The modern eugenics movement is attributed to Sir Francis Galton (1822-1911), a half-cousin of Charles Darwin. Perhaps better known as the Father of Psychological Testing, Galton argued that the human gene pool could be improved, natural selection explicitly facilitated, and the evolution of the human race accelerated, by reducing the number of children born to “below average” humans and increasing the number of children born to “above average” humans.
As a result of his thinking, more than 30 of our states adopted legislation aimed at compulsory sterilization of certain individuals. Margaret Sanger founded Planned Parenthood with the explicit goal of encouraging contraceptive use for poor and immigrant women, hence helping to realize Galton’s goal of improving the human gene pool.
The other means of altering the gene pool, beyond the number of births from parents with differing genes, would be to take active steps to cleanse the human race of existing “inferior” peoples. This, of course, defined the Nazi regime of Hitler, in which he targeted individuals he deemed to be inferior, sometimes on the basis of mental ability, and other times on the basis of his racial and ethnic stereotypes. Indeed, Hitler’s operationalization of eugenics convinced society that such steps were inhumane, unethical, and totally unacceptable. Eugenics had seen its height and would quickly decline. Or so we like to think.
Since the Roe v. Wade decision by the U.S. Supreme Court on January 22, 1973, more than 60,000,000 babies have been aborted in America. This dwarfs the number of Jews exterminated by Hitler. This dwarfs the number of Soviets murdered by Stalin. Realizing her dream of altering the gene pool of the human race, Margaret Sanger seems to have facilitated her goal, given that these abortions are not evenly distributed across the American population.
The 2010 U.S. Census indicates that 72.4 percent of residents indicated that their race was “white alone;” 27.6 percent indicated some minority racial/ethnic status. The distribution of abortions in America, however, are dramatically different. According to the Centers for Disease Control and Prevention, summarizing data from 36 states (14 states did not report, did not report by race, or did not meet reporting standards), approximately 50.5 percent of abortions in the United States in 2014 were obtained by white women, and 49.5 percent were obtained by women of minority racial or ethnic status. When I crunch these numbers, I learn that minority fetuses are more than two times more likely to be aborted in America than white fetuses. The most vulnerable and oppressed group in America (the unborn) are not being treated with equality. This, by another name, is the practice of eugenics.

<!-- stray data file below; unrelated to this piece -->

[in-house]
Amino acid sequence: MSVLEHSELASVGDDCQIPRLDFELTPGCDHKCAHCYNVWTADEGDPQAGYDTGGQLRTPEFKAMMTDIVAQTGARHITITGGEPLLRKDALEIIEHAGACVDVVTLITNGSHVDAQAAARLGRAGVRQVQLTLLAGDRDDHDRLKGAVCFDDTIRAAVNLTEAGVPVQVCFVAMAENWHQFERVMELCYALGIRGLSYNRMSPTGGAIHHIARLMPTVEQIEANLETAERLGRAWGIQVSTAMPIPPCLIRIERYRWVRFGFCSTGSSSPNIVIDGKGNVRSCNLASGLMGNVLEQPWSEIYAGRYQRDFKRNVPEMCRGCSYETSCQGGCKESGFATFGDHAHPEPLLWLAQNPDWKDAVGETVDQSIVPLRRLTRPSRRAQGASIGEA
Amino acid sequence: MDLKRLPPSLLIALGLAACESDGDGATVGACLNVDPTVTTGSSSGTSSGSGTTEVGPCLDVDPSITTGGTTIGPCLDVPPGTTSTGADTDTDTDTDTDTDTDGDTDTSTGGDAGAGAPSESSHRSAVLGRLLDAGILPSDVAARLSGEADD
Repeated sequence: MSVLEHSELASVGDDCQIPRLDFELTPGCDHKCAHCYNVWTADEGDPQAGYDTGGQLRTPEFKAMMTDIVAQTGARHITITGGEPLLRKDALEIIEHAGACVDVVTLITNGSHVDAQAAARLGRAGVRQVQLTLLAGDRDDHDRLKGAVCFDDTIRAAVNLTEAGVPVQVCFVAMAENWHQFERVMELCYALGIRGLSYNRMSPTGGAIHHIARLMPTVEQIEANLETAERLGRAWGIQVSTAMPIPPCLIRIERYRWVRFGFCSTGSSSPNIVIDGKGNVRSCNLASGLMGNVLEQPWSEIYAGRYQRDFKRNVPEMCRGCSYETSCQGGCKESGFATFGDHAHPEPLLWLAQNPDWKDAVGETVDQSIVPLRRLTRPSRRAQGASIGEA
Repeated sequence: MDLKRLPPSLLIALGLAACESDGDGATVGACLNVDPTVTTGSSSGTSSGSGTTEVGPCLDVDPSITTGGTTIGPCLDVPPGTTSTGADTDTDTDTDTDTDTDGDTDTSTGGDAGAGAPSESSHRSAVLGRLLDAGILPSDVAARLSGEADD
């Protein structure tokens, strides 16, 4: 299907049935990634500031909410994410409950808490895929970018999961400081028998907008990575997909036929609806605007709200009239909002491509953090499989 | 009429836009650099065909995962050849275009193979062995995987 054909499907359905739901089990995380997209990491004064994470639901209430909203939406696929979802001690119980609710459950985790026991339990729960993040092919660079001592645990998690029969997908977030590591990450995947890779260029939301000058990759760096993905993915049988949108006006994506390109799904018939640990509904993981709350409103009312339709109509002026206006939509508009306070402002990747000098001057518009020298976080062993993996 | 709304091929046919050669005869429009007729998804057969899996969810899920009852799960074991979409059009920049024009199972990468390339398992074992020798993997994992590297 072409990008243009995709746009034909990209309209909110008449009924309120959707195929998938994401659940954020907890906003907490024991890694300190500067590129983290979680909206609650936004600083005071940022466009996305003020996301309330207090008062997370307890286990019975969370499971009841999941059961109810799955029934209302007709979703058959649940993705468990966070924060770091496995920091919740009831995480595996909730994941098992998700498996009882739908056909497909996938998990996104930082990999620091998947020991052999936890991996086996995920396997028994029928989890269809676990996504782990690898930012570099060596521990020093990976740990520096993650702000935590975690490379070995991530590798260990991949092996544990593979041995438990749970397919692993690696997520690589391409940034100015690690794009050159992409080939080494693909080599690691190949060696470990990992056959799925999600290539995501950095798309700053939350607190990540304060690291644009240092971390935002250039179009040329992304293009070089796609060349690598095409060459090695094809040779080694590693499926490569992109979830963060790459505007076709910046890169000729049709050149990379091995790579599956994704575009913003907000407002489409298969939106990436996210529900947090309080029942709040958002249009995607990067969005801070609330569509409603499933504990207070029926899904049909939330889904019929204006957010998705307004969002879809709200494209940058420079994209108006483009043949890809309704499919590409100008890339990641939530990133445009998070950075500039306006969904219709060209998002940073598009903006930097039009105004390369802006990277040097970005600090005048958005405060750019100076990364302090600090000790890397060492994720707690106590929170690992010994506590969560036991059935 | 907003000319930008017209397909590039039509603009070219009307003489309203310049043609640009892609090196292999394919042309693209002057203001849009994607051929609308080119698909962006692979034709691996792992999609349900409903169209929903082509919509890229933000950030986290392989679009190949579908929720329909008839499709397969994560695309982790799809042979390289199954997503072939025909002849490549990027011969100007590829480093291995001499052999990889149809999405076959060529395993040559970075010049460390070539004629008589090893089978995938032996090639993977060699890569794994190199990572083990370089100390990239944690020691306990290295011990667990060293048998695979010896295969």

As Ian McEwan wrote in The Child in Time, “Children are our greatest resource.” For most people, it is very easy to become a parent; it is very hard to be a parent. The decision to become a parent is a decision to accept the toughest job in America. The decision to abort a baby is a decision to put one’s convenience ahead of another’s life.
I know many Christians who are living out their faith by adopting one or more babies. Many of these adoptions today involve international handicapped children, in large part because American babies are not available, given the practice of abortion.
I regularly hear the accusation that conservative Americans don’t care about the poor, racial equity, or social justice (and certainly, we can do better). Nevertheless, I argue that among the largest oppressed group in America, the unborn, there is no equality in support of minority opportunities for life. There is no social justice when racial and ethnic minorities are being aborted at a rate more than 200 percent higher than white Americans. The liberal support of abortion is the ultimate evidence of racial and ethnic inequality in America. It is the ultimate denial of social justice. It is time to put eugenics to death.
Dr. Gary L. Welton is assistant dean for institutional assessment, professor of psychology at Grove City College, and a contributor to The Center for Vision & Values. He is a recipient of a major research grant from the Templeton Foundation to investigate positive youth development.
Editor’s Note: This piece was originally published by The Center for Vision & Values at Grove City College.